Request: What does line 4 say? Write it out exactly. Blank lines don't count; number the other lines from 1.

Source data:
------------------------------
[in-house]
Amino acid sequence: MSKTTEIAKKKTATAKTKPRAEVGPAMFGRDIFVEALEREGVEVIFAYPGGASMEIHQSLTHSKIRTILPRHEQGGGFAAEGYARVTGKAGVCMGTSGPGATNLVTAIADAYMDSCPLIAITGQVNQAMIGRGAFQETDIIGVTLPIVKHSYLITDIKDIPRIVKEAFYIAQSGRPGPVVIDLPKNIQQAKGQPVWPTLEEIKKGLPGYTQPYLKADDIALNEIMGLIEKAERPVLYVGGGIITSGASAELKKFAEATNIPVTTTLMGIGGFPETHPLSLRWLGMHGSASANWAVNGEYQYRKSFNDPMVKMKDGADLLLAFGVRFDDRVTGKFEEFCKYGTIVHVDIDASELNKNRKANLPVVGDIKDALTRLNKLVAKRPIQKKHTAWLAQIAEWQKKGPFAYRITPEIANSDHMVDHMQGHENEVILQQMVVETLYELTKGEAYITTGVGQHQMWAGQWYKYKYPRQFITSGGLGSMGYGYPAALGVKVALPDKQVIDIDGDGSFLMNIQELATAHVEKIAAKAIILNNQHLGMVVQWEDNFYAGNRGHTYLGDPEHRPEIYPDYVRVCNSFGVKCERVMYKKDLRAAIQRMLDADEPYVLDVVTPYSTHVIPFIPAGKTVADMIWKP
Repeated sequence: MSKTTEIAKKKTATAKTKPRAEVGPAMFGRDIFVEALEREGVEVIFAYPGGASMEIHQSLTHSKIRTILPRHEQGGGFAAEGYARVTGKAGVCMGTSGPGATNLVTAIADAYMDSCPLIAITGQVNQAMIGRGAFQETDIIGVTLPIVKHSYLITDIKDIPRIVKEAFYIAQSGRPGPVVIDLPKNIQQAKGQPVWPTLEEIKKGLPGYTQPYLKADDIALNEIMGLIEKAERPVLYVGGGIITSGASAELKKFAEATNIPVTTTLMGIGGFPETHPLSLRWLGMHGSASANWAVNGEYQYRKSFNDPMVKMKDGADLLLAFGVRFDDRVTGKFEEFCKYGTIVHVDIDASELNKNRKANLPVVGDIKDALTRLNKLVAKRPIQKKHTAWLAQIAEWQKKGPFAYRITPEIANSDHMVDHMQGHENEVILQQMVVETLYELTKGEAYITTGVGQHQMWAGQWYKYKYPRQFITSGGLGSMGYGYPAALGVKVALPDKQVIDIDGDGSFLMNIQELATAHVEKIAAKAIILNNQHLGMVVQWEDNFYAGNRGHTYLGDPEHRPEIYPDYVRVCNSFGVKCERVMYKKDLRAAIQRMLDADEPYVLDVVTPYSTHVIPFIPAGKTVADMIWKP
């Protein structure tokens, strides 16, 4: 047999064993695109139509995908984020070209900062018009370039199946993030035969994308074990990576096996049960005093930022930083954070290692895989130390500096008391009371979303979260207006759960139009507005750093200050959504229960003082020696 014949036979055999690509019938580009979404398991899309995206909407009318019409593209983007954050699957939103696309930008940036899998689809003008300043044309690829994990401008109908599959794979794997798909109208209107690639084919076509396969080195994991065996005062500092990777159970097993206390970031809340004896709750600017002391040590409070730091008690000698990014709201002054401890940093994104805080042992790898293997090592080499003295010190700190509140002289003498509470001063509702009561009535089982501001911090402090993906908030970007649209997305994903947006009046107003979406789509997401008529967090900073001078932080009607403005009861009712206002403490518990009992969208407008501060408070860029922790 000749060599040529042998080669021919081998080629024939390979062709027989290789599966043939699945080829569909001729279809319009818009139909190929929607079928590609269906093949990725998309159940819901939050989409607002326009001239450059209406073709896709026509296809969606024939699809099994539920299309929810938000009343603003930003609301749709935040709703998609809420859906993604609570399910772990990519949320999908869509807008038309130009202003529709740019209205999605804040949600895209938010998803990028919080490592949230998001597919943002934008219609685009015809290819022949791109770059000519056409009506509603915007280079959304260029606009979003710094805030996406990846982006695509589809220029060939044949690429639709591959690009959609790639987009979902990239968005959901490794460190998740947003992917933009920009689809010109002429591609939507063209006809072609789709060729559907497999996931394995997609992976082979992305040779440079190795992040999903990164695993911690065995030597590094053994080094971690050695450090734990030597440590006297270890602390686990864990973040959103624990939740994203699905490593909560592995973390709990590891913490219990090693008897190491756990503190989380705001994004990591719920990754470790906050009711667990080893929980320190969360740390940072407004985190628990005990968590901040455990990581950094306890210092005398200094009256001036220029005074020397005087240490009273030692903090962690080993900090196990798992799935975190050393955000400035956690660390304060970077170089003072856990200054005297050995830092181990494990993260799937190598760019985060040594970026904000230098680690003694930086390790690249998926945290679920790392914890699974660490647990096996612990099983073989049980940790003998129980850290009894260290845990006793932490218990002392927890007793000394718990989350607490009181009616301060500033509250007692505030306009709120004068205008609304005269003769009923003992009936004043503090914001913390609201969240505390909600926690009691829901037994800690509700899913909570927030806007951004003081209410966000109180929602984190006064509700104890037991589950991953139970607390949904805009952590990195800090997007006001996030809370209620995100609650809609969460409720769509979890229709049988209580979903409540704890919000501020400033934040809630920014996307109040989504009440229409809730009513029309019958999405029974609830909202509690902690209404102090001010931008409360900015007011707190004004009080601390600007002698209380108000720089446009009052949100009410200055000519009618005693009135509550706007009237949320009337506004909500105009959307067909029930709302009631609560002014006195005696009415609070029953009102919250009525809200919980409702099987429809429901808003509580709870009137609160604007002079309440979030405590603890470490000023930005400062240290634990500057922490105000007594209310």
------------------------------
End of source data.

């Protein structure tokens, strides 16, 4: 047999064993695109139509995908984020070209900062018009370039199946993030035969994308074990990576096996049960005093930022930083954070290692895989130390500096008391009371979303979260207006759960139009507005750093200050959504229960003082020696 014949036979055999690509019938580009979404398991899309995206909407009318019409593209983007954050699957939103696309930008940036899998689809003008300043044309690829994990401008109908599959794979794997798909109208209107690639084919076509396969080195994991065996005062500092990777159970097993206390970031809340004896709750600017002391040590409070730091008690000698990014709201002054401890940093994104805080042992790898293997090592080499003295010190700190509140002289003498509470001063509702009561009535089982501001911090402090993906908030970007649209997305994903947006009046107003979406789509997401008529967090900073001078932080009607403005009861009712206002403490518990009992969208407008501060408070860029922790 000749060599040529042998080669021919081998080629024939390979062709027989290789599966043939699945080829569909001729279809319009818009139909190929929607079928590609269906093949990725998309159940819901939050989409607002326009001239450059209406073709896709026509296809969606024939699809099994539920299309929810938000009343603003930003609301749709935040709703998609809420859906993604609570399910772990990519949320999908869509807008038309130009202003529709740019209205999605804040949600895209938010998803990028919080490592949230998001597919943002934008219609685009015809290819022949791109770059000519056409009506509603915007280079959304260029606009979003710094805030996406990846982006695509589809220029060939044949690429639709591959690009959609790639987009979902990239968005959901490794460190998740947003992917933009920009689809010109002429591609939507063209006809072609789709060729559907497999996931394995997609992976082979992305040779440079190795992040999903990164695993911690065995030597590094053994080094971690050695450090734990030597440590006297270890602390686990864990973040959103624990939740994203699905490593909560592995973390709990590891913490219990090693008897190491756990503190989380705001994004990591719920990754470790906050009711667990080893929980320190969360740390940072407004985190628990005990968590901040455990990581950094306890210092005398200094009256001036220029005074020397005087240490009273030692903090962690080993900090196990798992799935975190050393955000400035956690660390304060970077170089003072856990200054005297050995830092181990494990993260799937190598760019985060040594970026904000230098680690003694930086390790690249998926945290679920790392914890699974660490647990096996612990099983073989049980940790003998129980850290009894260290845990006793932490218990002392927890007793000394718990989350607490009181009616301060500033509250007692505030306009709120004068205008609304005269003769009923003992009936004043503090914001913390609201969240505390909600926690009691829901037994800690509700899913909570927030806007951004003081209410966000109180929602984190006064509700104890037991589950991953139970607390949904805009952590990195800090997007006001996030809370209620995100609650809609969460409720769509979890229709049988209580979903409540704890919000501020400033934040809630920014996307109040989504009440229409809730009513029309019958999405029974609830909202509690902690209404102090001010931008409360900015007011707190004004009080601390600007002698209380108000720089446009009052949100009410200055000519009618005693009135509550706007009237949320009337506004909500105009959307067909029930709302009631609560002014006195005696009415609070029953009102919250009525809200919980409702099987429809429901808003509580709870009137609160604007002079309440979030405590603890470490000023930005400062240290634990500057922490105000007594209310």